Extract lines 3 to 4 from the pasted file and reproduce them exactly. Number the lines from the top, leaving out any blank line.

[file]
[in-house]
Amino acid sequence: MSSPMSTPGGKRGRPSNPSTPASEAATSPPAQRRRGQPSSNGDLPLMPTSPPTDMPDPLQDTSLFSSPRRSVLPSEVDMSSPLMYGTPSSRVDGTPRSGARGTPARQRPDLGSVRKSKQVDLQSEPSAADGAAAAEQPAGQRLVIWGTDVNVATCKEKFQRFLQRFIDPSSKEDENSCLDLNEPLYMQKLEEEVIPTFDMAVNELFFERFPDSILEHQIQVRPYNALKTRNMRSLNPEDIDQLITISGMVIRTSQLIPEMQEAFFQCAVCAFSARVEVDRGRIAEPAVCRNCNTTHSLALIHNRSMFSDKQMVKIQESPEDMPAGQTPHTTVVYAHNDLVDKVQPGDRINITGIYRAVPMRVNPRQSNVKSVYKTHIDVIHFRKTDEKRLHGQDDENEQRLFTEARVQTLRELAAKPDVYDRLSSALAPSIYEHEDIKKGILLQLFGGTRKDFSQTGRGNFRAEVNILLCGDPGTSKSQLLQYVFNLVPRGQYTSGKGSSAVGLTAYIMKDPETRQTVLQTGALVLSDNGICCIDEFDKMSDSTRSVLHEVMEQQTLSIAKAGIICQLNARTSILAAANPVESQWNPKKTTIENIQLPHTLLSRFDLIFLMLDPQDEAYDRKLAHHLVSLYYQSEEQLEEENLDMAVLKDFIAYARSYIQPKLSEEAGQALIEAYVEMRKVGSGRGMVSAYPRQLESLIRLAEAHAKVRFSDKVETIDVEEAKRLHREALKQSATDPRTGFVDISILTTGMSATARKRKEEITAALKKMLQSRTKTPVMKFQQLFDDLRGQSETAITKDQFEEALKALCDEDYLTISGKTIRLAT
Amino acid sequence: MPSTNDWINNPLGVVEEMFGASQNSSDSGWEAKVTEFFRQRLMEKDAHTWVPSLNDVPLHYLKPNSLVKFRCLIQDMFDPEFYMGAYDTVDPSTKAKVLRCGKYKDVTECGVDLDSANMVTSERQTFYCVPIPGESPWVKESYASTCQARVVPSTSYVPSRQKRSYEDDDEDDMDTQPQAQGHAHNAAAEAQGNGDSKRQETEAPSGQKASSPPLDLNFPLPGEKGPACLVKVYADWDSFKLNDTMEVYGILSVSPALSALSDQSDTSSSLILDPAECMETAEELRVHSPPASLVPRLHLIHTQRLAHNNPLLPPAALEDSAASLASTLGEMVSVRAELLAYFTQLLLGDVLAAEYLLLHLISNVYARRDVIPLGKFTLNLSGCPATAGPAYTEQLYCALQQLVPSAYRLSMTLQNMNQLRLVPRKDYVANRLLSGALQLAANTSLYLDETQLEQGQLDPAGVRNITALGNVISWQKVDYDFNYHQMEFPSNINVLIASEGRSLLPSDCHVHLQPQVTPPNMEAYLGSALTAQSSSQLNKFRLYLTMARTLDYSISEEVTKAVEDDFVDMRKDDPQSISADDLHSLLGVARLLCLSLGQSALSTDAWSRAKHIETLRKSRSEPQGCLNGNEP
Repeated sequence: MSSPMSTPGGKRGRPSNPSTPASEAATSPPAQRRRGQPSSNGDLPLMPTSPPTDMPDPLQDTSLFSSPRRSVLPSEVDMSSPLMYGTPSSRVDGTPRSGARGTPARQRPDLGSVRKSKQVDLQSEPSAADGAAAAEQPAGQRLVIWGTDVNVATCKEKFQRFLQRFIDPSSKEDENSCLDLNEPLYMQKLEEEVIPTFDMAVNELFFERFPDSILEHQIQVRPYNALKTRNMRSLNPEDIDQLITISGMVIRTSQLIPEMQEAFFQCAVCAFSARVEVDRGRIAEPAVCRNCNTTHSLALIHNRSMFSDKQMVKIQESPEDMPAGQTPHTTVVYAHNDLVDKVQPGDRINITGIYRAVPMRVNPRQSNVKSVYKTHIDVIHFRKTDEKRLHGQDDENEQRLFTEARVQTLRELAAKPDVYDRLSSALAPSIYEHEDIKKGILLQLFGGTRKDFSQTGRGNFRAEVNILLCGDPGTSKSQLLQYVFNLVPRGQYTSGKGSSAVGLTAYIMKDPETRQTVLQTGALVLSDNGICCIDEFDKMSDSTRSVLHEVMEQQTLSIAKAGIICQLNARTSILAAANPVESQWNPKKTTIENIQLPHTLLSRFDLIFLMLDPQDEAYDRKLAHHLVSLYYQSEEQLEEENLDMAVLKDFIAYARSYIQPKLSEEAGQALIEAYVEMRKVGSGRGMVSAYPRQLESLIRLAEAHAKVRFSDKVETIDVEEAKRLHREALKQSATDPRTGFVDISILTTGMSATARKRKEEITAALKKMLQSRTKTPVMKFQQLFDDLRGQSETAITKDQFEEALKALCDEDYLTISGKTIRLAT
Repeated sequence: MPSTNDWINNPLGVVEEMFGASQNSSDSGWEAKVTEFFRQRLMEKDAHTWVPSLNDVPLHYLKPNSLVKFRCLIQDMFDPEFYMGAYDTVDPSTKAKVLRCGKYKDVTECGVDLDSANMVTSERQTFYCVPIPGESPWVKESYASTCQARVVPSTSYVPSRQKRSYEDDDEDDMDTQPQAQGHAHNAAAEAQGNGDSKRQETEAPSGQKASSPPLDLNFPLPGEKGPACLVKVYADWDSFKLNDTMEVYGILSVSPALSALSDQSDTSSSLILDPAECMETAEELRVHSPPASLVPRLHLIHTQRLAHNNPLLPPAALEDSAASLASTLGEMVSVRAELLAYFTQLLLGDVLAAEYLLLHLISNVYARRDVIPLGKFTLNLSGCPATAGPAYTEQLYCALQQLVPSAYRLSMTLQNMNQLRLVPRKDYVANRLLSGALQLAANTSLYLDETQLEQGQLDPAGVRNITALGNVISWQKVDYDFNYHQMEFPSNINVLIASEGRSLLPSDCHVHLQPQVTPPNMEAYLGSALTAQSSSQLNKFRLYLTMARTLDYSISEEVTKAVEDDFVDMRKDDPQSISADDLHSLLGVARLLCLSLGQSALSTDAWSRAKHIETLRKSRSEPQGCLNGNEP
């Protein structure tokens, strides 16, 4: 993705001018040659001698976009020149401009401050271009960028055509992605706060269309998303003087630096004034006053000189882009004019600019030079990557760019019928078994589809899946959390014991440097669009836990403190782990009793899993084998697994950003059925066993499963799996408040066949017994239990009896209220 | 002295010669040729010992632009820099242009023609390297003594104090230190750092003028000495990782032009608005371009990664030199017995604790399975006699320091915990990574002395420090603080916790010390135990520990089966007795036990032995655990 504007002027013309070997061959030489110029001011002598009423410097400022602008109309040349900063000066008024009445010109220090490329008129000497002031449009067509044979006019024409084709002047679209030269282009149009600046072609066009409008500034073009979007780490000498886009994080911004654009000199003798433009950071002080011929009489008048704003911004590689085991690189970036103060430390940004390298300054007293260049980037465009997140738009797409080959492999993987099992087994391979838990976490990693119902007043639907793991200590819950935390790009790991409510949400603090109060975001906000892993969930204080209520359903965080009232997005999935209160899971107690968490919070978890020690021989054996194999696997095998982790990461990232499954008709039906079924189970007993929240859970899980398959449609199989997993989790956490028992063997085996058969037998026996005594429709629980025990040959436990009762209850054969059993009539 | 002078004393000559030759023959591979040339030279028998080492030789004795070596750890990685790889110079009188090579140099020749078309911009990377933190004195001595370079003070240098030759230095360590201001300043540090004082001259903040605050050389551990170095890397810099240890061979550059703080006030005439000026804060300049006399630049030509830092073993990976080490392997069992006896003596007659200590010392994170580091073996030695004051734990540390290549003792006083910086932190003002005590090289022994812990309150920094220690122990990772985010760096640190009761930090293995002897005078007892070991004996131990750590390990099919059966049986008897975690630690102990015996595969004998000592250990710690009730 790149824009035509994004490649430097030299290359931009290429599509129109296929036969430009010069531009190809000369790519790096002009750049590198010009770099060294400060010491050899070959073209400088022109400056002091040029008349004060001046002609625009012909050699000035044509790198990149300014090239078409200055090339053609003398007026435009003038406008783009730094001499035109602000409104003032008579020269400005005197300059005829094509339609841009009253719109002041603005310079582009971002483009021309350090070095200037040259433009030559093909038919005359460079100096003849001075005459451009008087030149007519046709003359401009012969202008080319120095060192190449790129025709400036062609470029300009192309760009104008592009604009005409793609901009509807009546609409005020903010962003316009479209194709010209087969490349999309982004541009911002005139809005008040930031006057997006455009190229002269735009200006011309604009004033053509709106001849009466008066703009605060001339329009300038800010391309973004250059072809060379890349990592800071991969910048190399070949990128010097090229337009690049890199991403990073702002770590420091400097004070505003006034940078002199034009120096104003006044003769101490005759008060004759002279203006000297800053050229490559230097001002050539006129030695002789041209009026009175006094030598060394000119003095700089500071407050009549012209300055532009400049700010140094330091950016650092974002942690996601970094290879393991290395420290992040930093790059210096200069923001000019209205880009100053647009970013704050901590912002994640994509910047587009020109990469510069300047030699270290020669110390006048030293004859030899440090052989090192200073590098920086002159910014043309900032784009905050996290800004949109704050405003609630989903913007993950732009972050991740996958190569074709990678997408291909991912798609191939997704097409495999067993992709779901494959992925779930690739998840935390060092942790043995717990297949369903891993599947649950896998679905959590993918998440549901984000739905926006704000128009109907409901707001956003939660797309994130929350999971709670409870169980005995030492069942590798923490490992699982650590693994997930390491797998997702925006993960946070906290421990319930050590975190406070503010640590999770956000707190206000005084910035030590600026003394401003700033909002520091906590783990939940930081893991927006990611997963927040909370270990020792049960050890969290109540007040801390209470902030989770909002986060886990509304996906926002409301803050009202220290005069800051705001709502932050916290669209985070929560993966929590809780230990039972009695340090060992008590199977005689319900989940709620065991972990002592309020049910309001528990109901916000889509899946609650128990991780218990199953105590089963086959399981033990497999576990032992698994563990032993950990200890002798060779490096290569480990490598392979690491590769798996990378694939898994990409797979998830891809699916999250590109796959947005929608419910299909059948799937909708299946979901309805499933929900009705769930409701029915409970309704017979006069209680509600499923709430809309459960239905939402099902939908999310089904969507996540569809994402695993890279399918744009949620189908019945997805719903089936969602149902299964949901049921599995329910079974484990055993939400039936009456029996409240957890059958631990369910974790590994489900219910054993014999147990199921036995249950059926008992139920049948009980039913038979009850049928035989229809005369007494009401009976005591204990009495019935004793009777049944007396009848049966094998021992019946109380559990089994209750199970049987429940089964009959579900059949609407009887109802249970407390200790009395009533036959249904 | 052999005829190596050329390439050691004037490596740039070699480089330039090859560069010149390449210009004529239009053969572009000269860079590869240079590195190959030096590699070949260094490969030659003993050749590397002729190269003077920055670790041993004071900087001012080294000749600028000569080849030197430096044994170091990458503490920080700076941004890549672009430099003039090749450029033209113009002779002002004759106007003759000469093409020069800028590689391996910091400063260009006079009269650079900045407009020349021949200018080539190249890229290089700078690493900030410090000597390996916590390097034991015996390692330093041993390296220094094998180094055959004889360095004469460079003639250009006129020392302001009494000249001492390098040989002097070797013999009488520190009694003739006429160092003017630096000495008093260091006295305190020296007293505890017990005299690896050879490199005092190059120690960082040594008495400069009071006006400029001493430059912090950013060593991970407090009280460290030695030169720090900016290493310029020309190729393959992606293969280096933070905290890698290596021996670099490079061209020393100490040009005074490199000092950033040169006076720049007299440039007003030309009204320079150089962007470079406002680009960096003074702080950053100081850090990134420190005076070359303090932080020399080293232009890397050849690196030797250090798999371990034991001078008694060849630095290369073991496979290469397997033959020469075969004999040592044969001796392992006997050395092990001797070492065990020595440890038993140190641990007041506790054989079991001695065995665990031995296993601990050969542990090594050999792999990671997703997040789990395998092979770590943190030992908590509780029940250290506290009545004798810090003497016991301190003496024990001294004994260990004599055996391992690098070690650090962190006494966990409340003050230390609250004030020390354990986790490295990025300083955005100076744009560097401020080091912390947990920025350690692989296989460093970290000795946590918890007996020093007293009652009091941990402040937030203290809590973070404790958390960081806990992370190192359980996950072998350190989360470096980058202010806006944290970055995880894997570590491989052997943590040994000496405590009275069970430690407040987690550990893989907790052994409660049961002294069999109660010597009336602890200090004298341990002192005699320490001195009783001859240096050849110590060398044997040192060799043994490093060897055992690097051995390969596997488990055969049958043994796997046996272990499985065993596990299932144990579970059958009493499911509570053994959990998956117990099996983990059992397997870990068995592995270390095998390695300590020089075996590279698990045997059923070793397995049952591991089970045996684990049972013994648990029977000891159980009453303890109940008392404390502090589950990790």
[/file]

Amino acid sequence: MPSTNDWINNPLGVVEEMFGASQNSSDSGWEAKVTEFFRQRLMEKDAHTWVPSLNDVPLHYLKPNSLVKFRCLIQDMFDPEFYMGAYDTVDPSTKAKVLRCGKYKDVTECGVDLDSANMVTSERQTFYCVPIPGESPWVKESYASTCQARVVPSTSYVPSRQKRSYEDDDEDDMDTQPQAQGHAHNAAAEAQGNGDSKRQETEAPSGQKASSPPLDLNFPLPGEKGPACLVKVYADWDSFKLNDTMEVYGILSVSPALSALSDQSDTSSSLILDPAECMETAEELRVHSPPASLVPRLHLIHTQRLAHNNPLLPPAALEDSAASLASTLGEMVSVRAELLAYFTQLLLGDVLAAEYLLLHLISNVYARRDVIPLGKFTLNLSGCPATAGPAYTEQLYCALQQLVPSAYRLSMTLQNMNQLRLVPRKDYVANRLLSGALQLAANTSLYLDETQLEQGQLDPAGVRNITALGNVISWQKVDYDFNYHQMEFPSNINVLIASEGRSLLPSDCHVHLQPQVTPPNMEAYLGSALTAQSSSQLNKFRLYLTMARTLDYSISEEVTKAVEDDFVDMRKDDPQSISADDLHSLLGVARLLCLSLGQSALSTDAWSRAKHIETLRKSRSEPQGCLNGNEP
Repeated sequence: MSSPMSTPGGKRGRPSNPSTPASEAATSPPAQRRRGQPSSNGDLPLMPTSPPTDMPDPLQDTSLFSSPRRSVLPSEVDMSSPLMYGTPSSRVDGTPRSGARGTPARQRPDLGSVRKSKQVDLQSEPSAADGAAAAEQPAGQRLVIWGTDVNVATCKEKFQRFLQRFIDPSSKEDENSCLDLNEPLYMQKLEEEVIPTFDMAVNELFFERFPDSILEHQIQVRPYNALKTRNMRSLNPEDIDQLITISGMVIRTSQLIPEMQEAFFQCAVCAFSARVEVDRGRIAEPAVCRNCNTTHSLALIHNRSMFSDKQMVKIQESPEDMPAGQTPHTTVVYAHNDLVDKVQPGDRINITGIYRAVPMRVNPRQSNVKSVYKTHIDVIHFRKTDEKRLHGQDDENEQRLFTEARVQTLRELAAKPDVYDRLSSALAPSIYEHEDIKKGILLQLFGGTRKDFSQTGRGNFRAEVNILLCGDPGTSKSQLLQYVFNLVPRGQYTSGKGSSAVGLTAYIMKDPETRQTVLQTGALVLSDNGICCIDEFDKMSDSTRSVLHEVMEQQTLSIAKAGIICQLNARTSILAAANPVESQWNPKKTTIENIQLPHTLLSRFDLIFLMLDPQDEAYDRKLAHHLVSLYYQSEEQLEEENLDMAVLKDFIAYARSYIQPKLSEEAGQALIEAYVEMRKVGSGRGMVSAYPRQLESLIRLAEAHAKVRFSDKVETIDVEEAKRLHREALKQSATDPRTGFVDISILTTGMSATARKRKEEITAALKKMLQSRTKTPVMKFQQLFDDLRGQSETAITKDQFEEALKALCDEDYLTISGKTIRLAT